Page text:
Has Abenomics Fizzled Out?

b-boj-a-20161102-870x582Throughout 2016, economists have been asking if Japan’s shocking decision to introduce negative interest rates has been beneficial.

In January the Bank of Japan adopted its negative interest-rate policy, which in effect penalises banks for hoarding too much money.

This dramatic and unconventional move was part of the Bank’s plan to support Abenomics, the programme devised by Prime Minister Shinzo Abe to stimulate the economy.

The negative interest rate policy seemed like a desperate measure and it came in for a lot of criticism.

The goal was two-fold: firstly, to encourage the banks to lend more money to their customers, especially to small and medium sized business. And secondly, to produce a more normal rate of inflation: the target inflation rate is two percent.

Has it worked?

Kwok Chern-Yeh, head of Japanese equities at Aberdeen Asset Management, told the website FT Advisor that it does not seem to have been successful in increasing lending. “Instead, the Bank of Japan’s move simply hurt banks as their lending spreads narrowed,” he said.

When it comes to inflation, the actions of the central bank appear to have had little measurable benefit.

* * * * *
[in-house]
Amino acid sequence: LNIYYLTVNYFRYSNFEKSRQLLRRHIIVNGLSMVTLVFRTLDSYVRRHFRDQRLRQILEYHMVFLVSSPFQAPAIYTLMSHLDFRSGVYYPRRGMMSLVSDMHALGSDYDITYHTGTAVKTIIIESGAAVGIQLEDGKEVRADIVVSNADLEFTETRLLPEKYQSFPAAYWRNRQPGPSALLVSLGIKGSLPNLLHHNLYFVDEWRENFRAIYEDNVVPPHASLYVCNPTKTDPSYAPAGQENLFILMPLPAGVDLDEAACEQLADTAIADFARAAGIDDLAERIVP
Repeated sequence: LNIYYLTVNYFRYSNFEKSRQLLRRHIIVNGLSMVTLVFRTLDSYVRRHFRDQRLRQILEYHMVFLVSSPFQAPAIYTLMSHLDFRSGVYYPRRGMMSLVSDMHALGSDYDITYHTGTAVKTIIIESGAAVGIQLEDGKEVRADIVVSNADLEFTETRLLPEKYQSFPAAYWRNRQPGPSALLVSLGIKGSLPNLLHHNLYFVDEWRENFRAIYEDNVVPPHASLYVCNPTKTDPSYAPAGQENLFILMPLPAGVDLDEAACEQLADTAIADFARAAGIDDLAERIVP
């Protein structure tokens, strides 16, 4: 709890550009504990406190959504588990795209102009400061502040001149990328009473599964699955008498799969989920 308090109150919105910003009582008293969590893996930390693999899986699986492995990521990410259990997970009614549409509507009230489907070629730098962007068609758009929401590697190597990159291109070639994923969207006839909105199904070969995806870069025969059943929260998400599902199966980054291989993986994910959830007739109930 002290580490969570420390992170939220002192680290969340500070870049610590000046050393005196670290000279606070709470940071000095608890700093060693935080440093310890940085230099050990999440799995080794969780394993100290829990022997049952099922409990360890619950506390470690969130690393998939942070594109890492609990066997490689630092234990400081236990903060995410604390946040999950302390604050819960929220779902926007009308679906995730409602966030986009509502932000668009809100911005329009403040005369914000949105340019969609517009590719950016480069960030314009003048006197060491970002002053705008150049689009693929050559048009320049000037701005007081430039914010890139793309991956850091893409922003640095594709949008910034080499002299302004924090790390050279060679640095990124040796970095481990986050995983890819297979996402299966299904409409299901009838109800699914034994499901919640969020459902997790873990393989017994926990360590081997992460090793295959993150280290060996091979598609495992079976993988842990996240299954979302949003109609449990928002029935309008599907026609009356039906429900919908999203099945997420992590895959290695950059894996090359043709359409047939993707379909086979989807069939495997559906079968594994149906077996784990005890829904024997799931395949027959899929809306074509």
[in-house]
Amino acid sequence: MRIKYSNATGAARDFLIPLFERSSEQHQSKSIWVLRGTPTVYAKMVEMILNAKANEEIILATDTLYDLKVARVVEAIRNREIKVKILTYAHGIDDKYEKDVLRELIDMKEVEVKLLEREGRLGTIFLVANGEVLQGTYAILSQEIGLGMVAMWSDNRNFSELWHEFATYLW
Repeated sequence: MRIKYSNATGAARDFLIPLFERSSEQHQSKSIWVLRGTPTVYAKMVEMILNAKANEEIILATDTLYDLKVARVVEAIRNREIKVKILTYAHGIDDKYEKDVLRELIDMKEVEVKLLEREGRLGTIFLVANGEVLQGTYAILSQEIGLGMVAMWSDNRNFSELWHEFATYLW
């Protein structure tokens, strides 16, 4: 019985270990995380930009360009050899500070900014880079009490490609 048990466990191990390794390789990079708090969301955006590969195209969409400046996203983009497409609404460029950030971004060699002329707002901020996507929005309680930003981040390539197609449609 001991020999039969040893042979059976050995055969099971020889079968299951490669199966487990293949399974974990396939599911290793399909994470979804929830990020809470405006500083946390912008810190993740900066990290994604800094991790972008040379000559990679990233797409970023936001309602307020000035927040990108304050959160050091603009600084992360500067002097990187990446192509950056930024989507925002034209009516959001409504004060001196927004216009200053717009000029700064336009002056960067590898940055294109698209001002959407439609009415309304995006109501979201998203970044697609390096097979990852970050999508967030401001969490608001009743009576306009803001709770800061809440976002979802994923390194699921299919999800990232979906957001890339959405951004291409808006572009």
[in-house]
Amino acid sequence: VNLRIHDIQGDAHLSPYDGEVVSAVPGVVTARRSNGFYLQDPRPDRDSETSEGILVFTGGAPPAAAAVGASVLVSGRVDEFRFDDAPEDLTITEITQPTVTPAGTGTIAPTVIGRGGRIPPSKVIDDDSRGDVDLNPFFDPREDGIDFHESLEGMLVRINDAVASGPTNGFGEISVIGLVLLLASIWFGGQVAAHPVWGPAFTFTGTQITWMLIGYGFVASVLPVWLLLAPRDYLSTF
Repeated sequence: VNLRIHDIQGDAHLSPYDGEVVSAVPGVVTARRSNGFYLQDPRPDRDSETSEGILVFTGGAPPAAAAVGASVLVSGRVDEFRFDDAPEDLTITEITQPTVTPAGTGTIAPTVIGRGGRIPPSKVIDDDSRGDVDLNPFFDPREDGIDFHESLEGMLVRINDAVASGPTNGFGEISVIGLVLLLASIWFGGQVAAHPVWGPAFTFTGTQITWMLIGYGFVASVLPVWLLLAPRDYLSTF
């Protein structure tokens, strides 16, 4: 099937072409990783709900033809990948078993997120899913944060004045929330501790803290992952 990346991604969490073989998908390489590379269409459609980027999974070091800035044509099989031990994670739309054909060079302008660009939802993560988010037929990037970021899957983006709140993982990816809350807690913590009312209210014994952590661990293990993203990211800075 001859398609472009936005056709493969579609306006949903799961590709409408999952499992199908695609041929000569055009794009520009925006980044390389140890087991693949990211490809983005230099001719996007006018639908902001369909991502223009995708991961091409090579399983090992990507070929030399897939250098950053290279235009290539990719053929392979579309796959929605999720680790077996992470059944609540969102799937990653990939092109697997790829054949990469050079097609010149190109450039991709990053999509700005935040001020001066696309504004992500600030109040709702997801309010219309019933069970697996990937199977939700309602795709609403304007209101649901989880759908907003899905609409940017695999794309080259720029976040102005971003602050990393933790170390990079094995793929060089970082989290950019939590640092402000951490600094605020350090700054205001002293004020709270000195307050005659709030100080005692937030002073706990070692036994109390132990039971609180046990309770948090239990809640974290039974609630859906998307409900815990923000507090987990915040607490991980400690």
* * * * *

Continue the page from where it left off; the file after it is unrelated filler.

As the Japan Times points out, Japan’s core consumer price index, excluding volatile fresh food prices, fell for the seventh straight month in September, down 0.5 percent from a year earlier.

This led to something resembling an apology from the governor of the Bank of Japan, Haruhiko Kuroda.

“It is regrettable that we were not able to realise two percent inflation within two years,” Mr Kuroda told a news conference at the start of this month.

So has Abenomics fizzled out?

That was a question posed on the website of East Asian Forum. They approached the respected economics professor Kazuo Ueda from the University of Tokyo. His conclusion is that “after more than three years of Abenomics, it is almost an acknowledgement that the stimulus so far has failed to work.”

However, Professor Ueda holds some optimism. “In the near term,” he says, “a more solid expansion in the global economy, especially in the United States and Asia, would relieve pressure on the yen and the Bank of Japan. In the medium term, a two per cent inflation rate, if achieved, could animate business spirits and trigger a substantial rise in investment and growth. But for now we will just have to wait and see.”

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